The JPS Tanakh suggests "base of the mountains" as a translation for the phrase you indicate.
The unvocalized Hebrew is קצב (qṣb), which the Masoretic Text interpolates as קֶ֫צֶב (qě·ṣěḇ), meaning "shape" or "foundation" (Dictionary of Biblical Languages with Semantic Domains) - consistent with the Tanakh translation and the YLT version you quote.
An alternate interpolation would be קָצַב (qā·ṣǎḇ), which according to the same source means to "cut off", but this is not, I think, what is actually in the Masoretic Text.
Interestingly, the Greek Septuagint version of this passage (which is older than the Masoretic Text) reads:
εἰς σχισμὰς ὀρέων, κατέβην εἰς γῆν ἧς οἱ μοχλοὶ αὐτῆς κάτοχοι αἰώνιοι·
καὶ ἀναβήτω φθορὰ ζωῆς μου, Κύριε ὁ θεός μου
To the clefts of the mountains; I went down into the earth, whose bars are the everlasting barriers: yet, O Lord my God, let my ruined
life be restored.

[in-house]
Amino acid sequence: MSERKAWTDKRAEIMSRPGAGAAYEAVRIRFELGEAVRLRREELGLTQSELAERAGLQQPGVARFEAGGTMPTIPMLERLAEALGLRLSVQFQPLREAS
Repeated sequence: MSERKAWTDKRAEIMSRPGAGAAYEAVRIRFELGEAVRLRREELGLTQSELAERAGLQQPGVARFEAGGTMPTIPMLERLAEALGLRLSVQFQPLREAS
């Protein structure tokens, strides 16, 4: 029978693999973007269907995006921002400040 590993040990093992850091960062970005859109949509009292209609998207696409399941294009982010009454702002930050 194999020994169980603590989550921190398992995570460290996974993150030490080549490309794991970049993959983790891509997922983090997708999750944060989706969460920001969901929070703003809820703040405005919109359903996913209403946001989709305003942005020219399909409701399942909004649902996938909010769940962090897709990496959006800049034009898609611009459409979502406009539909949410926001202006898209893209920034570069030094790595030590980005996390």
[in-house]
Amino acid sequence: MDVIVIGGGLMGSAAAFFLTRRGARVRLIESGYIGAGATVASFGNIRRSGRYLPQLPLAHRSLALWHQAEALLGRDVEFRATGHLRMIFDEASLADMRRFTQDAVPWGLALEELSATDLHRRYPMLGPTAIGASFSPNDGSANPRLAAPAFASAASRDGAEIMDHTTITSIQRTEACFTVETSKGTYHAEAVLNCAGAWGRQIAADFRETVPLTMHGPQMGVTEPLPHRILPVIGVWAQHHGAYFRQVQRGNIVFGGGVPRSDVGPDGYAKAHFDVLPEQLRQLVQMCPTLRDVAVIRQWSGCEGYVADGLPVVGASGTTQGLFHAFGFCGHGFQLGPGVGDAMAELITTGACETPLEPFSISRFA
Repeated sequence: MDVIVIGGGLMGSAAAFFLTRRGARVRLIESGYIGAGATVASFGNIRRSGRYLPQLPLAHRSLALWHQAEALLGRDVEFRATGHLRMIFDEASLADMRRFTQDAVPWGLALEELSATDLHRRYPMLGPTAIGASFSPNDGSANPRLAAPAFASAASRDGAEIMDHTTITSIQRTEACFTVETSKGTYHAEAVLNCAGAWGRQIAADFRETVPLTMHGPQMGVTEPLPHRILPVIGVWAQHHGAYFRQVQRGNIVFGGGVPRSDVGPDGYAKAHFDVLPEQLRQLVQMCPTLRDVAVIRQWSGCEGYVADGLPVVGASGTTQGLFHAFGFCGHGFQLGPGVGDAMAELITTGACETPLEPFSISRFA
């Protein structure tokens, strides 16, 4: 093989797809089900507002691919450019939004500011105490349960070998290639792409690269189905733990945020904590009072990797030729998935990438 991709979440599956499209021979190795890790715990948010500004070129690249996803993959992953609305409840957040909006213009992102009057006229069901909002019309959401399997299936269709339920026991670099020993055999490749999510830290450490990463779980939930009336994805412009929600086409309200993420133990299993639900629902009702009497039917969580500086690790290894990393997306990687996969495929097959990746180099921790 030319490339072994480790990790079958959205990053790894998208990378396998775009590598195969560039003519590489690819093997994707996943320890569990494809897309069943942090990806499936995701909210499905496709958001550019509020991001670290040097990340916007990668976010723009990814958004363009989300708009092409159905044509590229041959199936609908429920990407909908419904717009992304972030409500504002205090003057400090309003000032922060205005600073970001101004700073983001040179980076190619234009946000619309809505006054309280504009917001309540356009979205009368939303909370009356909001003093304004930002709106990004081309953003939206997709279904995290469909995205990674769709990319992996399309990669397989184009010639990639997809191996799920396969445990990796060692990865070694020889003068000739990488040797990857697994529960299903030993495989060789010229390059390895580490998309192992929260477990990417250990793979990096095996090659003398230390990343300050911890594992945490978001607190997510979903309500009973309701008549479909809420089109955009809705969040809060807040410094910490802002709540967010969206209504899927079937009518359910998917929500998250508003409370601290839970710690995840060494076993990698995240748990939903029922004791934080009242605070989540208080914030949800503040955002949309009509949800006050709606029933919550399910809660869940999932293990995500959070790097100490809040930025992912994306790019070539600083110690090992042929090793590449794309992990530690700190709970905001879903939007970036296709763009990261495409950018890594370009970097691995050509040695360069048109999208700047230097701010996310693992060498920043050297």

(Brenton's English translation) which seems to agree more with qā·ṣǎḇ than with qě·ṣěḇ.
If I had to guess, I would say that the NASB translators observed the discrepancy between the Masoretic Text and the Septuagint, looked for a basis for the Septuagint translation, and concluded that קָצַב was more faithful to the original Hebrew than what was chosen in the Masoretic Text.
There are quite a few very sharp Hebrew scholars on this site, so I am sure that if my conclusion is weak they will be all over this answer soon.
As for why Jonah says "forever", I assume it was because at the point that he was praying what is in the Bible text, he did not know when or even if he would be released.